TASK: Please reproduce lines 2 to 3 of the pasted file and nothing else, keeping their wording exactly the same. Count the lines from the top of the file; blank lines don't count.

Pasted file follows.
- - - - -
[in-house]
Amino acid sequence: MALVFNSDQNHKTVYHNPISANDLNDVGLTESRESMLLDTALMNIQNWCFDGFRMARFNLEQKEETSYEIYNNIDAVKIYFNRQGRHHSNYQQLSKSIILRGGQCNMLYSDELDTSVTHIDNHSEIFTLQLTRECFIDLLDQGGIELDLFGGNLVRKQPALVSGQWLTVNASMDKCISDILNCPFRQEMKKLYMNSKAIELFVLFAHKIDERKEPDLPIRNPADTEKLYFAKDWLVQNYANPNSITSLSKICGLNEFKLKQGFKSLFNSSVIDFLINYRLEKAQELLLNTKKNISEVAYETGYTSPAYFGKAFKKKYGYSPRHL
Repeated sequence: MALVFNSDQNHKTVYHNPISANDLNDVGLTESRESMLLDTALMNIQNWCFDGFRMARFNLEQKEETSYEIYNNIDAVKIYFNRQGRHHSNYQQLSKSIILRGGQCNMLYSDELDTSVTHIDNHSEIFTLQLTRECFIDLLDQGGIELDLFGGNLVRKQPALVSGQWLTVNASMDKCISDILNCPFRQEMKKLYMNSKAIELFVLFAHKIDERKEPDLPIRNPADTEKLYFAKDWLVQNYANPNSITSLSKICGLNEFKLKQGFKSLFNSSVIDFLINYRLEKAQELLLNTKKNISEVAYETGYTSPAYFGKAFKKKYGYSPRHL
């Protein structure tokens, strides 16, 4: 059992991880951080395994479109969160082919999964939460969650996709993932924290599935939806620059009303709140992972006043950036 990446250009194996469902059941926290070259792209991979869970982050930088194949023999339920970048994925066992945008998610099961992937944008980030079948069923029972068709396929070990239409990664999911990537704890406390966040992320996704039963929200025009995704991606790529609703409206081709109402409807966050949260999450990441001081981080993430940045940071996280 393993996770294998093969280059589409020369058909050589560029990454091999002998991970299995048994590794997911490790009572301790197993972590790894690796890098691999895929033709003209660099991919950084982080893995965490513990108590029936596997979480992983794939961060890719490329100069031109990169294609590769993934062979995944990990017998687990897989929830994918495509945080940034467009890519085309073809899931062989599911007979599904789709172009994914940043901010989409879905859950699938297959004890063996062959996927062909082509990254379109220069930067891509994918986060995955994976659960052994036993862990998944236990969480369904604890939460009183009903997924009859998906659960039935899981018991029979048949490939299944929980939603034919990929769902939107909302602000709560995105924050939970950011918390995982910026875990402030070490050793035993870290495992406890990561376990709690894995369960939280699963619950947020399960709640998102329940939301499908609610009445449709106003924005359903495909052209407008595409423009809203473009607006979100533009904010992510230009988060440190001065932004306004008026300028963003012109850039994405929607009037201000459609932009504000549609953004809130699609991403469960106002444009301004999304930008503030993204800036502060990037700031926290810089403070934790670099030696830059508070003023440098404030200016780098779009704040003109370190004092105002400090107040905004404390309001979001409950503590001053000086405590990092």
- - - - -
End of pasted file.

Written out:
Amino acid sequence: MALVFNSDQNHKTVYHNPISANDLNDVGLTESRESMLLDTALMNIQNWCFDGFRMARFNLEQKEETSYEIYNNIDAVKIYFNRQGRHHSNYQQLSKSIILRGGQCNMLYSDELDTSVTHIDNHSEIFTLQLTRECFIDLLDQGGIELDLFGGNLVRKQPALVSGQWLTVNASMDKCISDILNCPFRQEMKKLYMNSKAIELFVLFAHKIDERKEPDLPIRNPADTEKLYFAKDWLVQNYANPNSITSLSKICGLNEFKLKQGFKSLFNSSVIDFLINYRLEKAQELLLNTKKNISEVAYETGYTSPAYFGKAFKKKYGYSPRHL
Repeated sequence: MALVFNSDQNHKTVYHNPISANDLNDVGLTESRESMLLDTALMNIQNWCFDGFRMARFNLEQKEETSYEIYNNIDAVKIYFNRQGRHHSNYQQLSKSIILRGGQCNMLYSDELDTSVTHIDNHSEIFTLQLTRECFIDLLDQGGIELDLFGGNLVRKQPALVSGQWLTVNASMDKCISDILNCPFRQEMKKLYMNSKAIELFVLFAHKIDERKEPDLPIRNPADTEKLYFAKDWLVQNYANPNSITSLSKICGLNEFKLKQGFKSLFNSSVIDFLINYRLEKAQELLLNTKKNISEVAYETGYTSPAYFGKAFKKKYGYSPRHL